Suite Nineteen by Mel Bossa: Review

Format: Paperback, 264 pagesPublished: September 20th 2011 by Bold Strokes Books (first published September 12th 2011) ISBN:  1602825645 (ISBN13: 9781602825642)Edition language: EnglishURL:
Format: Paperback, 264 pages
Published: September 20th 2011 by Bold Strokes Books (first published September 12th 2011)
ISBN: 1602825645 (ISBN13: 9781602825642)
Edition language: English

Synopsis from Goodreads: Drawn by the promise of change, young medium Ben Lebeau, moves to the big city, into the Shilts Manor—an old textile factory turned trendy loft space. There he meets seductive Lennox Van Kemp and his clan of Métis—guardians of the oldest lie. Ben is pulled into Van Kemp’s emotional circle, finally sating his most secret desires.
Against Ven Kemp’s warnings, Ben befriends his neighbor Ezra Collins—a scarred man who has taken a vow of celibacy. As Ben tries to get closer to Ezra and earn his trust, he also struggles to escape Van Kemp’s psychological grip on him. The harder Ben falls for Ezra, the more he suffers from hallucinations and memory losses. Soon, the Manor’s walls begin to close in on him and Ben must rely on his psychic abilities to survive the assault on his mind.
As Ben and Ezra unravel Van Kemp’s plans, they expose a spiritual conspiracy dating back to Christ—a conspiracy that will shake their very world and restore their Faith in humanity.

Source: Netgalley

My Rating: 4/5 stars

My Review: Three very distinct emotions occurred to me while reading Mel Bossa’s Suite Nineteen: total frustration, fascination, and complete satisfaction.  The novel opens in Montreal’s Shilts Manor where we meet Benjamin, a troubled young man who fled his small home town after a failed affair.  Adding to Benjamin’s troubles is his gift, the ability to psychically connect with those around him.

The first half of the book deals with Benjamin and his interaction with the various residents of Shilts Manor.  There is the absolutely unnerving Lennox Van Kemp, his two companions Eevie and Happy and Ezra, Benjamin’s tragic and disfigured next door neighbor.  Benjamin is at the heart of this group and becomes inextricably linked to each of the other main characters as they all intrigue him in a variety of ways.  Lennox is charismatic, Eevie is easy, Happy is scary yet alluring, and Ezra is seemingly unknowable.  These qualities are irresistible to Benjamin to the point that he begins to feel is sanity slipping away.  Each interaction and event in the first half of the book always seems unfinished and this became quite a source of frustration.  I always felt as if I was missing something, as if Bossa was failing to tell me everything I needed and/or wanted to know about these characters.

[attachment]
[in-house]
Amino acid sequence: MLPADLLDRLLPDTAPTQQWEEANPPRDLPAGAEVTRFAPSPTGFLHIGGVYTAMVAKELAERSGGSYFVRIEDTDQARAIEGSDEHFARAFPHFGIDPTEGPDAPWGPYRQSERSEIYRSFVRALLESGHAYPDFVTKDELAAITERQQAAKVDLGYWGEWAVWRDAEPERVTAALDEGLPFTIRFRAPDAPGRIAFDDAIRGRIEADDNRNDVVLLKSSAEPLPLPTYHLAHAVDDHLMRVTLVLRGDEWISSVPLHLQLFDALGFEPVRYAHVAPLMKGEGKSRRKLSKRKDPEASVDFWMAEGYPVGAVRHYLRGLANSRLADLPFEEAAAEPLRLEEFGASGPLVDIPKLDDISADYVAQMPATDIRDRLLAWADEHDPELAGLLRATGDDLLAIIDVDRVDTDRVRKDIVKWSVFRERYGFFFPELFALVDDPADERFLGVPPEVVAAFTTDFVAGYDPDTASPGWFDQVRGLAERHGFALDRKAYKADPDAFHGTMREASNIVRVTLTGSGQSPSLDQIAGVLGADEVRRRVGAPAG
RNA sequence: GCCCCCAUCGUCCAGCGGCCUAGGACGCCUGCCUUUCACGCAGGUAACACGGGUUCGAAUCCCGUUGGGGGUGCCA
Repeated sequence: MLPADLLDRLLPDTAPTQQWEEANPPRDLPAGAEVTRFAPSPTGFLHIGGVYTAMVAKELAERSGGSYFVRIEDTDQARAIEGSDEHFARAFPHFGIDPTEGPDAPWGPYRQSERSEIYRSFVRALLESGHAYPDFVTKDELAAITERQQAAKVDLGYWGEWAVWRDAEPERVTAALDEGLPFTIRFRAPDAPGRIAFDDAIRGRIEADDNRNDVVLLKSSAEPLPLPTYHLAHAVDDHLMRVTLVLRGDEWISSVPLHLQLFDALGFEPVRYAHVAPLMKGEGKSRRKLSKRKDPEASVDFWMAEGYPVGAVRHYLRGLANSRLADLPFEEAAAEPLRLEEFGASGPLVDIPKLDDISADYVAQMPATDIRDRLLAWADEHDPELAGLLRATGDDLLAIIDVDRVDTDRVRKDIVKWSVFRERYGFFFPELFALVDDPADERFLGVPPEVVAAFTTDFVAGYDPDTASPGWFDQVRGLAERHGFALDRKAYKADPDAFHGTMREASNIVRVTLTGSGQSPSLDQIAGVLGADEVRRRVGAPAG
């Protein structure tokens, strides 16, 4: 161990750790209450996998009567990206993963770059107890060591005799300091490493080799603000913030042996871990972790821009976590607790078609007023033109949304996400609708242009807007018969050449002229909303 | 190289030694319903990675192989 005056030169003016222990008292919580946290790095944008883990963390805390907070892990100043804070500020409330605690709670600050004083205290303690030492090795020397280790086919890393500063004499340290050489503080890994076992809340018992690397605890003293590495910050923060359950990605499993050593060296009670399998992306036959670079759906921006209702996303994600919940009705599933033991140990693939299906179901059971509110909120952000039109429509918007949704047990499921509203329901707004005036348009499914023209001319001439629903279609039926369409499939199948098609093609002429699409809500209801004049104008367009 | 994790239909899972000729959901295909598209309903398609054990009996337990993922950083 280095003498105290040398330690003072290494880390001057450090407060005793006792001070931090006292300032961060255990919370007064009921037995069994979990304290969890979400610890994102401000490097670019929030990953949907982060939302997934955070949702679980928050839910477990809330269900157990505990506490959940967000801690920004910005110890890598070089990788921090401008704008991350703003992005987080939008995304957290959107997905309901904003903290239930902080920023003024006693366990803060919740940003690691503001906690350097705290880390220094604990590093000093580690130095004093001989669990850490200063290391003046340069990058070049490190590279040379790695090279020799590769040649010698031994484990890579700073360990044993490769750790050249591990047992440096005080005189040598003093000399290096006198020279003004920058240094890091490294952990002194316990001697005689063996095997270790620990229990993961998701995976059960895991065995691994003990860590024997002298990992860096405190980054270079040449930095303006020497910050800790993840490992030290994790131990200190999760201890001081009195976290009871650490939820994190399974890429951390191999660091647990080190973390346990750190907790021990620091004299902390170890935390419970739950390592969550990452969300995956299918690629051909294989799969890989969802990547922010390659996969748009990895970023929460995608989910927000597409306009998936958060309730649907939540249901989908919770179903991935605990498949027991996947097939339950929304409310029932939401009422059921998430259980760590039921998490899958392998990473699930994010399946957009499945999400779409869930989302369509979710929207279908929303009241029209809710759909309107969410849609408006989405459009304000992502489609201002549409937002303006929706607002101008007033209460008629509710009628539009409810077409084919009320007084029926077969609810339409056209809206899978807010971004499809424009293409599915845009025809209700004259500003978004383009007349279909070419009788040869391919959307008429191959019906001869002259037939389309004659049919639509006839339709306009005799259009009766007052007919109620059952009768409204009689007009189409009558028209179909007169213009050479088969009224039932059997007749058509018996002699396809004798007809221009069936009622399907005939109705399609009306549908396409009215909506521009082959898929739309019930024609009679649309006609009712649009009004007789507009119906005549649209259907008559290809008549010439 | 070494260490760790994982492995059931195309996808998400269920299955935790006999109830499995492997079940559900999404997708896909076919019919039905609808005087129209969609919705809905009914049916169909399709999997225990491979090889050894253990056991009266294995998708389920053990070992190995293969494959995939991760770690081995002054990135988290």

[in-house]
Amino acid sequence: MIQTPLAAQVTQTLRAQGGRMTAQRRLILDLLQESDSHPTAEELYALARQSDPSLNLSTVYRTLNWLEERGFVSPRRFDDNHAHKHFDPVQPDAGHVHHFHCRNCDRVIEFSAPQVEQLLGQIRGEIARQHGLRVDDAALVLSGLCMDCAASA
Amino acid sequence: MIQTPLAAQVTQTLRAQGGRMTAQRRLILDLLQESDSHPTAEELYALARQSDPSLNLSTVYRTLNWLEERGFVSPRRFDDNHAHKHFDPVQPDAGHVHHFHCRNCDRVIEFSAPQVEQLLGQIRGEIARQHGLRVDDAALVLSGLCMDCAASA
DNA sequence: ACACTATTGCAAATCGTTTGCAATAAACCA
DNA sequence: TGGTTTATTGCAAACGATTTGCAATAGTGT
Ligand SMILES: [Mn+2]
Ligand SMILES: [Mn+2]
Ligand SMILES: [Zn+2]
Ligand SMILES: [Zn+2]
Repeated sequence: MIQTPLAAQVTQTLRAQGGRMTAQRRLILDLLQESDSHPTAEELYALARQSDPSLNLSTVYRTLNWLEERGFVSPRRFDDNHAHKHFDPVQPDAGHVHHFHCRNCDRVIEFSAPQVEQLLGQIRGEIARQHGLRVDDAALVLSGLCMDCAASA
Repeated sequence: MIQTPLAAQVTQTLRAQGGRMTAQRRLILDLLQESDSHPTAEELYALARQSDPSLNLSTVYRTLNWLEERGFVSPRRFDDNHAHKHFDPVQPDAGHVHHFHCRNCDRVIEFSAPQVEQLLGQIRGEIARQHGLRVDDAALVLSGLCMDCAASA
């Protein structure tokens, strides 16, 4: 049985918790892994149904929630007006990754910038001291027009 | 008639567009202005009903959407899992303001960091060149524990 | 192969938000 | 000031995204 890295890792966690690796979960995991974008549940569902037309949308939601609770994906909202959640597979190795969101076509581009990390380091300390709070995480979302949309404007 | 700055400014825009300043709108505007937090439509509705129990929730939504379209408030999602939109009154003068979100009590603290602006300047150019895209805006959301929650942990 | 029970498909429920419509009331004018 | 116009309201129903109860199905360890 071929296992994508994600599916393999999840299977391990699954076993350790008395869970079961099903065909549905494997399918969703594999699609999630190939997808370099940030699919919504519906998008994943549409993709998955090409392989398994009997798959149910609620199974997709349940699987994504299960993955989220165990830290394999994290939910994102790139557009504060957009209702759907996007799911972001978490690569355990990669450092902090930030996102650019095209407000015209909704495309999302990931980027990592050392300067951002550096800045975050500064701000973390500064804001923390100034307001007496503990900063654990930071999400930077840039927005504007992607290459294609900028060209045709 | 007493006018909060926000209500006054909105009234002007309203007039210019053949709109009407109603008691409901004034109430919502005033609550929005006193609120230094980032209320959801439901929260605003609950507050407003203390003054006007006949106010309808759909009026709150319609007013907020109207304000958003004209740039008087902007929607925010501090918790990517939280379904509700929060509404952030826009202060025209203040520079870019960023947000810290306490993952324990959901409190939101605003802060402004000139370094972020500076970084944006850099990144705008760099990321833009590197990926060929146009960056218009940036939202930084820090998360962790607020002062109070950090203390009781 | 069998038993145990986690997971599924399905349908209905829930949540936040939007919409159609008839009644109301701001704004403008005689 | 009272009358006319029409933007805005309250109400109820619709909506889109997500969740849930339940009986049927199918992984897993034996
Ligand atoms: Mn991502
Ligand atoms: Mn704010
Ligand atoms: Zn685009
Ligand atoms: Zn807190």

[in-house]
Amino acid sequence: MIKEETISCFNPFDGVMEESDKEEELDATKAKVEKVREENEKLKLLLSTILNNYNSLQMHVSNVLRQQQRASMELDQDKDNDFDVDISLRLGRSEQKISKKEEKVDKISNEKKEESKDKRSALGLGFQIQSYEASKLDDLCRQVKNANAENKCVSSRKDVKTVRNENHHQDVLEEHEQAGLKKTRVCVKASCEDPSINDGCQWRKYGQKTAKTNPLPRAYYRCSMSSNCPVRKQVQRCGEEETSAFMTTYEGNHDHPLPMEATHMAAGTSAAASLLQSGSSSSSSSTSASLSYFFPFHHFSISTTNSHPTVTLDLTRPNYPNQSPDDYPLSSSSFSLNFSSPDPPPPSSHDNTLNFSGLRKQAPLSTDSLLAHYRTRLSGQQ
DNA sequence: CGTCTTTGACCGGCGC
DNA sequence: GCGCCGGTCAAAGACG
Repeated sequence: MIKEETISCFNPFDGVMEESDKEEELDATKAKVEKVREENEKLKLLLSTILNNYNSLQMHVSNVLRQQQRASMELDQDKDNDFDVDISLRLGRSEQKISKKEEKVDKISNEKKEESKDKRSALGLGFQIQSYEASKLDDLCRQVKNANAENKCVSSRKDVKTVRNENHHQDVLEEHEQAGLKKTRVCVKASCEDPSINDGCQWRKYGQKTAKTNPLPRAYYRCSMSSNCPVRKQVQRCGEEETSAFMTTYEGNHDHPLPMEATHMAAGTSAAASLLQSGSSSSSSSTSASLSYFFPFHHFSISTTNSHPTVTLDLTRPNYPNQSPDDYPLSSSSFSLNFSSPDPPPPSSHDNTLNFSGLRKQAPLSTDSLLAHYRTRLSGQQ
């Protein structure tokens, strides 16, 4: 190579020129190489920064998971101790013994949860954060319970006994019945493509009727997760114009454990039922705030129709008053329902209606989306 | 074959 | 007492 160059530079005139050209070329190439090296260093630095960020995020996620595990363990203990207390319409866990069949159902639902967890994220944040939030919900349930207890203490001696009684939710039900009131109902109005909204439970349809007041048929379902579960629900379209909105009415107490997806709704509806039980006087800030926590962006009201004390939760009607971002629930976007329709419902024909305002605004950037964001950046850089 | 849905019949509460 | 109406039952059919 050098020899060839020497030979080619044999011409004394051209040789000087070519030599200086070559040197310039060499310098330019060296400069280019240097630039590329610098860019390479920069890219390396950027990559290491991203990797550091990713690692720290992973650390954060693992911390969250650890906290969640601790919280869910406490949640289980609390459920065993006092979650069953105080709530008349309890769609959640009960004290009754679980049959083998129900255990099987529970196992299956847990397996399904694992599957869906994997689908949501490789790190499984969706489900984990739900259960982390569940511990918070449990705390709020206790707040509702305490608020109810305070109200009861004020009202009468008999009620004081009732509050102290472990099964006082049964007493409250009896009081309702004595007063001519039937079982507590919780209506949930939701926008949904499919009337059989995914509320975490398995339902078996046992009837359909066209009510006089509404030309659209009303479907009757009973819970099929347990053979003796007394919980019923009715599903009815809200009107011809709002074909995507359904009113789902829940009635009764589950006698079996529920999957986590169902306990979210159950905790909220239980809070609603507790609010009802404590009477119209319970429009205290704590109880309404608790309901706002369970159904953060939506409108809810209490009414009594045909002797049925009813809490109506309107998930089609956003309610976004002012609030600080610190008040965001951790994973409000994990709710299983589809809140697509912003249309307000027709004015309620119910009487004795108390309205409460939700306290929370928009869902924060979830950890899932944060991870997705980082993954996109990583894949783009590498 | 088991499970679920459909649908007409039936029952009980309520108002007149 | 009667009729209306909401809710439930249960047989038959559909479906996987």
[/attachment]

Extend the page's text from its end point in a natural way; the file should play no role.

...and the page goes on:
The second half of Suite Nineteen is everything I could have possibly hoped for it to be.  Bossa further develops all of the characters revealing their schemes and motivations some of which are a bit stunning.  The motivations of each and every character are bound up in their lives and their histories and understanding these characters and how they fit into the overall plot was one of the most fascinating parts of this book.  I daresay you will change your opinion about nearly every character in this book!

The Bottom Line: the frustration I felt is the result of good writing: that is, Bossa set up a very complicated plot in the first half of the book and then spends the rest of the book revealing just how complicated the plot truly is.  One of the strengths of Bossa’s writing is the ability to appropriately pace the release of information.  Never is the unfolding of the plot rushed, everything is adequately explained, and there is never a lull in the reading.  Add to this the fact that what is being explained is absolutely fascinating and you end up with a completely satisfying read.

I will however offer one warning to all potential readers: although this book is very well written and offers a plot that is fairly original it is not a book for everyone.  Suite Nineteen touches on some sensitive topics like alternative lifestyles and radically alternate views of religion.  For those who are not bothered by these topics, read on, this book is worth it!


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